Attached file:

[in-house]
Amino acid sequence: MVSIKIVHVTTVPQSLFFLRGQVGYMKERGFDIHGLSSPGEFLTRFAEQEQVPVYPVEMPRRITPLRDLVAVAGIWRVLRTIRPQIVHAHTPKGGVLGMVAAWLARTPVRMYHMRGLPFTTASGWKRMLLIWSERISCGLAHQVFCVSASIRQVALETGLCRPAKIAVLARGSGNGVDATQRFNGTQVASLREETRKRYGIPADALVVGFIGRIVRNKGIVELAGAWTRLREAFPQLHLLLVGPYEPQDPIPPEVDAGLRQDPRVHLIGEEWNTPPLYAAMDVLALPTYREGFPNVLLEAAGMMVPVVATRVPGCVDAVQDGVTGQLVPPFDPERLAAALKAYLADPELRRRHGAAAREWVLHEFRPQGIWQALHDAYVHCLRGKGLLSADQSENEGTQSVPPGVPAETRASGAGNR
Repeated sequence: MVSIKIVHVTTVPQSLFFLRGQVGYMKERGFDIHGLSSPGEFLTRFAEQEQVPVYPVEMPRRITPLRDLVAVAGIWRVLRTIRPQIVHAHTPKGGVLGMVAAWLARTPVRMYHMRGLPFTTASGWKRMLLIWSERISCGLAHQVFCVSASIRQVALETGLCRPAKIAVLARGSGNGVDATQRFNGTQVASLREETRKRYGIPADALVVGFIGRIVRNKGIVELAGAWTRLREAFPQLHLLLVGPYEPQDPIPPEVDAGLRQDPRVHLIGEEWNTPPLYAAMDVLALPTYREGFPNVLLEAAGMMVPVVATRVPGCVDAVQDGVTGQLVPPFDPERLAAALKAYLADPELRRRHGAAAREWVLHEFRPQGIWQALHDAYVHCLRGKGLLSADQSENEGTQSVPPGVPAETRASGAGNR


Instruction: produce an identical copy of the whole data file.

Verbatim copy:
[in-house]
Amino acid sequence: MVSIKIVHVTTVPQSLFFLRGQVGYMKERGFDIHGLSSPGEFLTRFAEQEQVPVYPVEMPRRITPLRDLVAVAGIWRVLRTIRPQIVHAHTPKGGVLGMVAAWLARTPVRMYHMRGLPFTTASGWKRMLLIWSERISCGLAHQVFCVSASIRQVALETGLCRPAKIAVLARGSGNGVDATQRFNGTQVASLREETRKRYGIPADALVVGFIGRIVRNKGIVELAGAWTRLREAFPQLHLLLVGPYEPQDPIPPEVDAGLRQDPRVHLIGEEWNTPPLYAAMDVLALPTYREGFPNVLLEAAGMMVPVVATRVPGCVDAVQDGVTGQLVPPFDPERLAAALKAYLADPELRRRHGAAAREWVLHEFRPQGIWQALHDAYVHCLRGKGLLSADQSENEGTQSVPPGVPAETRASGAGNR
Repeated sequence: MVSIKIVHVTTVPQSLFFLRGQVGYMKERGFDIHGLSSPGEFLTRFAEQEQVPVYPVEMPRRITPLRDLVAVAGIWRVLRTIRPQIVHAHTPKGGVLGMVAAWLARTPVRMYHMRGLPFTTASGWKRMLLIWSERISCGLAHQVFCVSASIRQVALETGLCRPAKIAVLARGSGNGVDATQRFNGTQVASLREETRKRYGIPADALVVGFIGRIVRNKGIVELAGAWTRLREAFPQLHLLLVGPYEPQDPIPPEVDAGLRQDPRVHLIGEEWNTPPLYAAMDVLALPTYREGFPNVLLEAAGMMVPVVATRVPGCVDAVQDGVTGQLVPPFDPERLAAALKAYLADPELRRRHGAAAREWVLHEFRPQGIWQALHDAYVHCLRGKGLLSADQSENEGTQSVPPGVPAETRASGAGNR